Negotiating Distribution Agreements with Suppliers

No one distribution agreement is made the same!

by Robert Savellis When negotiating distribution agreements both parties often have similar goals in common. Being, to enter a market they do not have a presence in or to increase their market share in a current market. In summary a new revenue stream. Sounds simple! However the devil is in the detail. Working within a number of industries I have been shocked at the risks distributors accept when signing distribution agreements. In many cases the feedback I receive from the executive team is “this is how it is with this vendor”. I cannot accept this statement, two distribution agreements are never the same. The skillset of the people or team that broker the deal influences the structure of the agreement and if they win the ‘Hearts and Minds’ of the other party. As in any negotiation scenario each party only offers what is necessary to achieve the required result. The importance of the agreement ending in a win/win situation cannot be emphasised. Both parties need to ensure that their key objectives are achieved to ensure a profit and longevity to the relationship. If you do not ask you do not get. Very often negotiators in the distributions side find it hard to say no, fearing that the vendor may pull the pin. Saying no is important in the negotiation process as it allows the vendor to identify your boundaries. You know your business and what you can and cannot do to meet your objectives. It is important to both parties that the agreement is robust enough to achieve results for all involved. Signing up a new distribution agreement is an expensive task in relation to recourses including cash-flow and can affect the bottom line in a catastrophic way. The most cost efficient and productive way to ensure the best possible results is to hire a professional to assist your negotiation team. A successful distribution agreement spreads the risk across both parties. Other than standard terms, a well structured distribution agreement should also feature:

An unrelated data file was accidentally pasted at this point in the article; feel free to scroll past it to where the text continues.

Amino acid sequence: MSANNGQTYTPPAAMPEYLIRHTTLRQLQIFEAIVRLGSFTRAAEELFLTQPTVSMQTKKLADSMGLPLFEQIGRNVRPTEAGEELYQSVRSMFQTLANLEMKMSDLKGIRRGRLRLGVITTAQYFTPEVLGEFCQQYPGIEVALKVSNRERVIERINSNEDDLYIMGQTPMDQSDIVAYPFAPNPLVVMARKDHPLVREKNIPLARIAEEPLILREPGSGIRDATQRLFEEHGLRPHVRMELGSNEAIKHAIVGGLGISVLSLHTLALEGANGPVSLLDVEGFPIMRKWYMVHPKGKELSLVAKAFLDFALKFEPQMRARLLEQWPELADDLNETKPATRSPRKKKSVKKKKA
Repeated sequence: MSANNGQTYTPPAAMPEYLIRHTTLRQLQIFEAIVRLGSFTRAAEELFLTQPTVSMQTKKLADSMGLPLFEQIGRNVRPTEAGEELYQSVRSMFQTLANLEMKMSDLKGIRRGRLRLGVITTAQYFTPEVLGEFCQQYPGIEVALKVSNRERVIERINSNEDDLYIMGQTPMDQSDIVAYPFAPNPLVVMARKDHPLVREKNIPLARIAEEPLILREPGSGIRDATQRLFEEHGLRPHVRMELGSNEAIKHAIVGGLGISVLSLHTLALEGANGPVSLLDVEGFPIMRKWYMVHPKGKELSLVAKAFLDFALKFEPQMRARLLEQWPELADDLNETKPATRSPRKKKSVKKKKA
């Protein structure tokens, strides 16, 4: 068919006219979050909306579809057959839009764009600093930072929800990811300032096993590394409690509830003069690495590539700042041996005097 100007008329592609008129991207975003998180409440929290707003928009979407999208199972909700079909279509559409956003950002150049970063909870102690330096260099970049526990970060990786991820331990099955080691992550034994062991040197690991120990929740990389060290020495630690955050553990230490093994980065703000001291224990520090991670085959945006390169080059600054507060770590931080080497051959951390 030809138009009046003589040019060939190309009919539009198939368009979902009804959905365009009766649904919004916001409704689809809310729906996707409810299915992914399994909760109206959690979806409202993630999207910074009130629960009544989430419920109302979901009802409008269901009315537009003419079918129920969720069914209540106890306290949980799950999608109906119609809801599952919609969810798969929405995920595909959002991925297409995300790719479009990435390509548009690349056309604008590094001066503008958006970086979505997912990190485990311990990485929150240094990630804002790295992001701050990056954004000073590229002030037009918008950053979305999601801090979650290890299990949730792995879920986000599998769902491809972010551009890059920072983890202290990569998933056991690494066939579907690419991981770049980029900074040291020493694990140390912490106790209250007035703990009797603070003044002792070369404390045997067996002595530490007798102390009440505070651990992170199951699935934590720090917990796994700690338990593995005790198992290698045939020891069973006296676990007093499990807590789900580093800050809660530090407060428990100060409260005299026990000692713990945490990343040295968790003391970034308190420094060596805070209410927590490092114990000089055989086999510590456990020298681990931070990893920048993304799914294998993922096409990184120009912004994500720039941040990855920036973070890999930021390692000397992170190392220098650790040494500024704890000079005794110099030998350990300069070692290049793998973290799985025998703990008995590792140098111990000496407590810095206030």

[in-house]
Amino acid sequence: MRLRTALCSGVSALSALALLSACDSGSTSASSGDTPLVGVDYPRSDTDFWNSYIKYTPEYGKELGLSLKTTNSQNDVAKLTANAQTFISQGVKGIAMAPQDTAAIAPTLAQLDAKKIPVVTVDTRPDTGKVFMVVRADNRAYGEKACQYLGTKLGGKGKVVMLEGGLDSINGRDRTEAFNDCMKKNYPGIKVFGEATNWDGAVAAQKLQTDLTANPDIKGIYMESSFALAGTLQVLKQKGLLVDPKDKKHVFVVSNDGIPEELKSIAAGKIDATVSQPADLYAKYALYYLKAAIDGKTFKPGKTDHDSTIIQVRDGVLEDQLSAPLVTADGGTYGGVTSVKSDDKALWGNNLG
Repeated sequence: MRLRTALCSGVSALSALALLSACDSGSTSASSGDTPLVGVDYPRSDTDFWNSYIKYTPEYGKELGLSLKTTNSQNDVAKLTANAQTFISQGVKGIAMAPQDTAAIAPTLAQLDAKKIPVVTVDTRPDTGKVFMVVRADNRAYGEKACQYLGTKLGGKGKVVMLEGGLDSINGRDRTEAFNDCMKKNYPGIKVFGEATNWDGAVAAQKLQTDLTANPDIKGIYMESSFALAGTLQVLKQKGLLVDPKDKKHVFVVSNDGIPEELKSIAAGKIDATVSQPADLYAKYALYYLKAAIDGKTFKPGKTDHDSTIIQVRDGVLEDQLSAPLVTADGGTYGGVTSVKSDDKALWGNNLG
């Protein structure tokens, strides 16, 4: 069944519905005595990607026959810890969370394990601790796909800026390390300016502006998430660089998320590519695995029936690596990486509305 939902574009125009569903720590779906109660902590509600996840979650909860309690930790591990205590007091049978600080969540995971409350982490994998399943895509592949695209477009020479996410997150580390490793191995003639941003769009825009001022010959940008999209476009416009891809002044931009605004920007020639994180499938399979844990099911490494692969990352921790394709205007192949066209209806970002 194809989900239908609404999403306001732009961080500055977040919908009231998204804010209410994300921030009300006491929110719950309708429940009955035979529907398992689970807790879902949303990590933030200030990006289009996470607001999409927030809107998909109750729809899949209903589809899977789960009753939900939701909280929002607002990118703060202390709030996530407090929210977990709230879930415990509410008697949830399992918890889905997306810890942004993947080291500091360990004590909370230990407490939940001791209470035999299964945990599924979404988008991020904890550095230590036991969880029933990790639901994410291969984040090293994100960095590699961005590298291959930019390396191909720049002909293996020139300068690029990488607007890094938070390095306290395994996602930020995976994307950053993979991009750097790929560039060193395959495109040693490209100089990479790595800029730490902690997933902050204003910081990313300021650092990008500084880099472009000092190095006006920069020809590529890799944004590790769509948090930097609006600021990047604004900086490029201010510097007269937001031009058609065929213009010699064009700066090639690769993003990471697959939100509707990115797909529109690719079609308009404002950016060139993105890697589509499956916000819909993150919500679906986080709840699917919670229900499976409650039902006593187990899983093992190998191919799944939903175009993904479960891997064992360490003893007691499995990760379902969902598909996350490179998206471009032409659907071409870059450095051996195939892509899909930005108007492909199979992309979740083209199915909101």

1. Stock rotation policy
  2. Rebate systems clauses – how rebate funds can be spent in regard to;
    1. Marketing funds
    2. Funded headcount
    3. Bottom line funds
  3. Vendor support in relation to;
    1. Training and Accreditation
    2. Discounted demonstration products
    3. Vendor trade marketing
    4. Trade Shows
    5. Marketing collateral
  4. Special pricing support for larger deals.
  5. Termination agreement in regard to stock held by the distributor.
Robert Savellis as a Sales and Marketing Performance Specialist as the KONA Group If Robert can help you and your organisation to develop more opportunities, increase sales and grow profits please go to: or Telephone 1300 611 288, or email